The Planet Express crew go to Oktoberfest in Germany, which is now a classy elitist affair instead of a drink-a-thon, much to Fry’s dismay. Through a zany turn of events (as usual) Fry and Leela both lose their memories of each other. I love memory stories in sci-fi, and this is a great love story for Fry and Leela. Plus, a chicken hat plays a sweet role.
Stood up by Professor Farnsworth at the Delivery Boy Awards, Fry yearns to find other relatives. The professor’s parents are indeed alive, and live on the Near-Death Star. There’s so many great aspects to this episode, such as Farnsworth’s origin story, and a great rant about The Matrix (Farnsworth’s parents are plugged into the machines as their “retirement home”). Another oddly touching story from this series. I defy you not to be overcome at the end.
I Dated a Robot
Season 3, ep. 15
Opening subtitle: No humans were probed in the making of this episode
Fry and Leela enter the internet in order to visit nappster.com and download a Lucy Liu Bot for Fry to date. As rediculous as it sounds, this episode is a clever riff on artist’s rights in the downloadable age. One of my FAVORITE one-liners is used in this episode: View Spoiler »As the Lucy Liu Bot dies, she grabs onto Fry: “I’ll always remember you. [robotic voice] MEMORY DELETED.” « Hide Spoiler
I don’t use the term feels often. But this episode will take everything in you and destroy it. I have only watched this once, and never will again. I love it, as it is a tale about Fry and his dog Seymour from the 20th Century. I’m not going to write any more about it. Just know this, I was just reading the ending synopsis and started getting tears in my eyes. And then I tried to remind my husband what it was about and started almost crying. GUYS this is the most heart-wrenching of all Futurama episodes. Well done, Futurama. Well done. I’m off to ugly cry now.
The Problem with Popplers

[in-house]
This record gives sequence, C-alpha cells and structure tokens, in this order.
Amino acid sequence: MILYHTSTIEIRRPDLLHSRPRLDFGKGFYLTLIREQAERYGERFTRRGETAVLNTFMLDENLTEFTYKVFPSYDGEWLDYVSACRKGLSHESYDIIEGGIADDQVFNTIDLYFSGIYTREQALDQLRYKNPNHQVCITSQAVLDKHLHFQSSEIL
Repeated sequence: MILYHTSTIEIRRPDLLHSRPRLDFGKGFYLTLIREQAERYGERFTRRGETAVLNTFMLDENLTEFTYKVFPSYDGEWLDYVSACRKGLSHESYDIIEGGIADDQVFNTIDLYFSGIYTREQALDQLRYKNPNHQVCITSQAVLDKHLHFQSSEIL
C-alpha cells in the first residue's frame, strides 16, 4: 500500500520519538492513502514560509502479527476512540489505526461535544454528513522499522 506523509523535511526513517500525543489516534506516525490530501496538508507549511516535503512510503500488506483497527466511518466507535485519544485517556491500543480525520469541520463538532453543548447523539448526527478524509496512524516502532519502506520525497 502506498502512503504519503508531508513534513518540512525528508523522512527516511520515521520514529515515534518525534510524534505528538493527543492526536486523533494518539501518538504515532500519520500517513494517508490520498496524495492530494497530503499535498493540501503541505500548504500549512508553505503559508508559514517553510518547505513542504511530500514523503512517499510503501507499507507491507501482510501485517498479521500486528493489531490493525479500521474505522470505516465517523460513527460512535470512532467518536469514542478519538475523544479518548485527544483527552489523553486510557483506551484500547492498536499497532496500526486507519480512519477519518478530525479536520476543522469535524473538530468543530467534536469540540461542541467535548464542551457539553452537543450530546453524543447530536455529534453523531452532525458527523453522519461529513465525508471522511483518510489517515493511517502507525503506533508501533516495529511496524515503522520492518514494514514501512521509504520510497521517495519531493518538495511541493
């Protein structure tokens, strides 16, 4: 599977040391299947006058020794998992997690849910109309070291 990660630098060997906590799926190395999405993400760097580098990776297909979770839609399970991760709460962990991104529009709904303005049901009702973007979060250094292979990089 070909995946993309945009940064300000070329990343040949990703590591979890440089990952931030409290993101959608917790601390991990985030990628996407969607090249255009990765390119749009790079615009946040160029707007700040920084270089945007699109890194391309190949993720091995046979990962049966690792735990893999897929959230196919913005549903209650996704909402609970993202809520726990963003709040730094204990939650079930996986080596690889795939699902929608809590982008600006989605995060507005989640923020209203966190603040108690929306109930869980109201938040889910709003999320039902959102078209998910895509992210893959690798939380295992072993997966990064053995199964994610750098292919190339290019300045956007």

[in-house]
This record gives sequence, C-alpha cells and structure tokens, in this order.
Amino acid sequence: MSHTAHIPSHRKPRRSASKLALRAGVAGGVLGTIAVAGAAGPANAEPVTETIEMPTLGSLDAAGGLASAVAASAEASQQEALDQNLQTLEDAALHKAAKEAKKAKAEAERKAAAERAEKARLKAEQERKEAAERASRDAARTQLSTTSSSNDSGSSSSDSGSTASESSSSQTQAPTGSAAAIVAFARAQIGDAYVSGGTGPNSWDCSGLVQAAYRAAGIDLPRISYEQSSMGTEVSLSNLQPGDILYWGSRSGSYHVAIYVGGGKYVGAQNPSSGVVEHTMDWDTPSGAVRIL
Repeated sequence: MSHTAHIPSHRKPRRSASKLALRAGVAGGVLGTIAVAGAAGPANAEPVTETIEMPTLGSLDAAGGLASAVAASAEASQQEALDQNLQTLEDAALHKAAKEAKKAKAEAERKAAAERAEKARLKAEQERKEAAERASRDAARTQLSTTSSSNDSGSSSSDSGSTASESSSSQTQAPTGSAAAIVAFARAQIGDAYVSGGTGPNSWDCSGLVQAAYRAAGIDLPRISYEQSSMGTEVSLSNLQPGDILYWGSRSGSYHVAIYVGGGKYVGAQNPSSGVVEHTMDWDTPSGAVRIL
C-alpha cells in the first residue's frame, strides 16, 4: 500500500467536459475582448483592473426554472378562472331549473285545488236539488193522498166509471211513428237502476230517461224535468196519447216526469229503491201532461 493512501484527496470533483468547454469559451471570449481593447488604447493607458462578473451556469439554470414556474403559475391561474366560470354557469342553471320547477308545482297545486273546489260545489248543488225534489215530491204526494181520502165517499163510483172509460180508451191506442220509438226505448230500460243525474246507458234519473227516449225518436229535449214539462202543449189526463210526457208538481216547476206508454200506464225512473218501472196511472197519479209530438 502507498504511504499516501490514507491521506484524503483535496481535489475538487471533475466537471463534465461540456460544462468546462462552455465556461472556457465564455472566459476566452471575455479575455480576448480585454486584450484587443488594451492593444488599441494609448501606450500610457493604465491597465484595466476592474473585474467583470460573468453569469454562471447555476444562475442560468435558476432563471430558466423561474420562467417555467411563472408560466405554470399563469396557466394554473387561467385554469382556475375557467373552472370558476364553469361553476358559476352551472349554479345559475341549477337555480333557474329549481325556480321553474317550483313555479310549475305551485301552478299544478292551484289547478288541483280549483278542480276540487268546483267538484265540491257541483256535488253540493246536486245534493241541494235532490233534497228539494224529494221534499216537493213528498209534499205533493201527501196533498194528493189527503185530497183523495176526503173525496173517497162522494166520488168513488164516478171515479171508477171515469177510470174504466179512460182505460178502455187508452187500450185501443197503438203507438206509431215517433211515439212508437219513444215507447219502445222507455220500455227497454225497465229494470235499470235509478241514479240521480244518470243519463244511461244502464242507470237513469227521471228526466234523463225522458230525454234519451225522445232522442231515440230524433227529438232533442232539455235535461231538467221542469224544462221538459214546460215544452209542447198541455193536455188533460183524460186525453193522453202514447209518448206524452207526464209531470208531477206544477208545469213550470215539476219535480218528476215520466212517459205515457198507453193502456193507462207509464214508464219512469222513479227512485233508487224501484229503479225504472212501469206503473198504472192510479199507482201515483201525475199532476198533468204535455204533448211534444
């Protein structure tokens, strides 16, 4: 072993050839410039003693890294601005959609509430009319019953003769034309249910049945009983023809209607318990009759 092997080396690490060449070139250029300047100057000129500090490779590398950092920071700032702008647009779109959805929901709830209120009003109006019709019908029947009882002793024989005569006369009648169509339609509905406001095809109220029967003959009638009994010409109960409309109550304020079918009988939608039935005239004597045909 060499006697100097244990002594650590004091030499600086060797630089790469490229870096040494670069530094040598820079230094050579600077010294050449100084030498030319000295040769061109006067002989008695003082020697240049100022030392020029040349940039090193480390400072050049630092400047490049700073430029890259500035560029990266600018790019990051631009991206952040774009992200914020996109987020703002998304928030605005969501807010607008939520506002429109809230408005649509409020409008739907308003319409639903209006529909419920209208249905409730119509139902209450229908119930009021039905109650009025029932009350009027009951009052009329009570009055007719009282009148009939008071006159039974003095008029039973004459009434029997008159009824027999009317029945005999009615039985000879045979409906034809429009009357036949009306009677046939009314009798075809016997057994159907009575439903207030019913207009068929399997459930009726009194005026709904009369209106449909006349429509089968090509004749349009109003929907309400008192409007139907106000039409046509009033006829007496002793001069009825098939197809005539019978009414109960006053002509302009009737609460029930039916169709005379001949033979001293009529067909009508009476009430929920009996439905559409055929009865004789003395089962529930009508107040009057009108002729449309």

Season 2, ep. 15
Opening subtitle: For External Use Only
Ugh, let’s get back to something less tearful. The crew lands on a planet looking for food and find something addicting and delicious that they name Popplers. Seeing it as a cash cow, because they are so good, they begin to sell Popplers on Earth, with a disastrous outcome. This episode features the aliens Lrrr and Ndnd from Omicron Persei 8, who are two of my favorite side cast members.
A Pharaoh to Remember
Season 4, ep. 7
Opening subtitle: Psst… Big party at your house after the show!
Bender becomes a pharaoh of an alien planet, and forces Fry and Leela to become slaves with the rest of the populace in order to build him a statue a billion cubits high. The reason this episode sticks with me is because of the stupid, funny dialogue.
Leela, Fry and Bender travel to collect honey from space bees. Leela, as usual, takes interest in the baby queen, wanting to start a hive back on Earth. The bee ends up impaling Fry and nicking Leela with its poisonous stinger. This episode is fantastically trippy, as the space honey produces hallucinations, and Leela keeps seeing Fry after his death. View Spoiler »In the end, you find out Leela was in the hospital the entire time in a deep coma, and Fry was by her side pleading for her to “wake up.” That’s why she kept seeing him in her dreams. « Hide Spoiler Good for the emotion and the insane trip.